What Obama Needs to Do

What Obama Needs to Do

By William Galston - September 17, 2008





I'll get right to the point: You are in danger of squandering an election most of us thought was unlosable. The reason is simple: on the electorate's most important concern - the economy -- you have no clear message, and John McCain has filled the void with his own.

This is more than my opinion. The Democracy Corps survey released yesterday proves the case beyond a reasonable doubt. Backed by a wealth of persuasive detail, here is the nub of their conclusion:

In the absence of a coherent change message from Obama, many voters are accepting McCain's definition, particularly since they want to change Washington and clean up government. As a result, Obama has lost his double-digit advantage over McCain on the right kind of change.

When I say you have no message, here's what I mean:

First, you are not offering a coherent account of what has gone wrong with the economy - why it is no longer working for average families. People are anxious and bewildered; they want to know why jobs are disappearing, why incomes are stagnating, and why prices are soaring. If you don't offer an explanation, McCain's will carry the day by default: the problem is the corrupt, self-interested politicians in Washington; the solution is getting them - and government in general - out of the way.

Second: you are not offering a focused, parsimonious list of remedies for the economic ills you cite. As a result, few if any voters can actually cite a single signature economic proposal you have made. It's not that you don't have ideas. If anything, you have too many. At some point, more becomes less, and you are well beyond that point. You need to decide which three or four economic proposals are most important and repeat them relentlessly for the next seven weeks.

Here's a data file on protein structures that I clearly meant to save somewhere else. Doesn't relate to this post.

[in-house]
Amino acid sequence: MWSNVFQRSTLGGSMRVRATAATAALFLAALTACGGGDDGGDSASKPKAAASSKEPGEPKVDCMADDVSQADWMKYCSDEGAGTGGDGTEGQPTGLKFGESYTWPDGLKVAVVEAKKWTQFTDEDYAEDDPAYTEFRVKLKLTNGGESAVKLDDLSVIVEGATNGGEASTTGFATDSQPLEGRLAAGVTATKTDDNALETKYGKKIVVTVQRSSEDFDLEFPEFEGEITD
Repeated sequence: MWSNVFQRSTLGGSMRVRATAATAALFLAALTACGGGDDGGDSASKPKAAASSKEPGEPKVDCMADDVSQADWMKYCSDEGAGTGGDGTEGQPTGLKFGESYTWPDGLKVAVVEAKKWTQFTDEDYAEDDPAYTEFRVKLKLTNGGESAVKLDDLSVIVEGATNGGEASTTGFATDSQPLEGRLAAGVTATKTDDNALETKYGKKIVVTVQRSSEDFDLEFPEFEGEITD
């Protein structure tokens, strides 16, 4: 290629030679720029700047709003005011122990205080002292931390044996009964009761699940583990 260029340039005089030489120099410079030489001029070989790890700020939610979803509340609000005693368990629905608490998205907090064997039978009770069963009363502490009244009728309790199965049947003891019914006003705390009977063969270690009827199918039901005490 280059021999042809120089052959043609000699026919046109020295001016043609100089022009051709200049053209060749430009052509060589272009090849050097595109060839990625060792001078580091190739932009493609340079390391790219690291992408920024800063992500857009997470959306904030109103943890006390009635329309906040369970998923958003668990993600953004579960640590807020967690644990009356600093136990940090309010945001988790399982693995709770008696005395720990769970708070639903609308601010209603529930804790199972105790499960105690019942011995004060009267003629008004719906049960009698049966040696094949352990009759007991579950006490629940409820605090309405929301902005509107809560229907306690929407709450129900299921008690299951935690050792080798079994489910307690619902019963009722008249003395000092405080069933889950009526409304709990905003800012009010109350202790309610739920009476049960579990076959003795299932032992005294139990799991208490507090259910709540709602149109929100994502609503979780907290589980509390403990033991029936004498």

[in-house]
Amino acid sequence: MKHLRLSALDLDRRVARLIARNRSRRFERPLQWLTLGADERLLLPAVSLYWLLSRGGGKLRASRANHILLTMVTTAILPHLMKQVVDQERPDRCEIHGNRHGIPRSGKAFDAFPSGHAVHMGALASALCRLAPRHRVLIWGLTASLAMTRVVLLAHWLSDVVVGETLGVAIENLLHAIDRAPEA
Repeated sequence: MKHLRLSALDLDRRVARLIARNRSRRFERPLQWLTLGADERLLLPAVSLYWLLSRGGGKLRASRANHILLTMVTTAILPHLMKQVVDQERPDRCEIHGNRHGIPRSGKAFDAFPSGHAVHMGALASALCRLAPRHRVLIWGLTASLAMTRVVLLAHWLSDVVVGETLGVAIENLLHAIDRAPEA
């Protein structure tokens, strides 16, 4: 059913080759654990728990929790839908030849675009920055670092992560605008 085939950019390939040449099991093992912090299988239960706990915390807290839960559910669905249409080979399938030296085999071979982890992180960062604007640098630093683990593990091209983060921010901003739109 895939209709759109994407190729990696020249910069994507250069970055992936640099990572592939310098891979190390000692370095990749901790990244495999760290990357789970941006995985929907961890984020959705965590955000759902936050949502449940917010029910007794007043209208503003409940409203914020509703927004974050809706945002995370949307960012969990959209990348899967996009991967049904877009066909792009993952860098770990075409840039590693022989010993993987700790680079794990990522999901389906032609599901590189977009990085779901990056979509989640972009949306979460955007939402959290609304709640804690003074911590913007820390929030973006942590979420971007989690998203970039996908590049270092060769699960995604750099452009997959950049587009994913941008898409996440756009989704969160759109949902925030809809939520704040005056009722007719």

Your campaign already contains everything you need to do this. You could offer a focused economic message with four elements: rebuilding the United States, with an infrastructure bank, generating millions of good jobs that can't be outsourced; creating millions more jobs by leading the world in environmental innovation; significantly reducing the tax burden on average families; and offering health insurance to everyone at a price they can afford. If you say that about your economic plan - and nothing else - from now until November, there's a good chance your message will get through.

Third: you are not drawing crisp, punchy contrasts between your plans and McCain's. An example: the centerpiece of his health care plan is the taxation of employer-provided health care benefits. Pound away at that, and let him explain why throwing workers into the individual health insurance market unprotected is such a wonderful idea. And by the way, while your plan would increase coverage, his would do the opposite. Is that the change Americans want?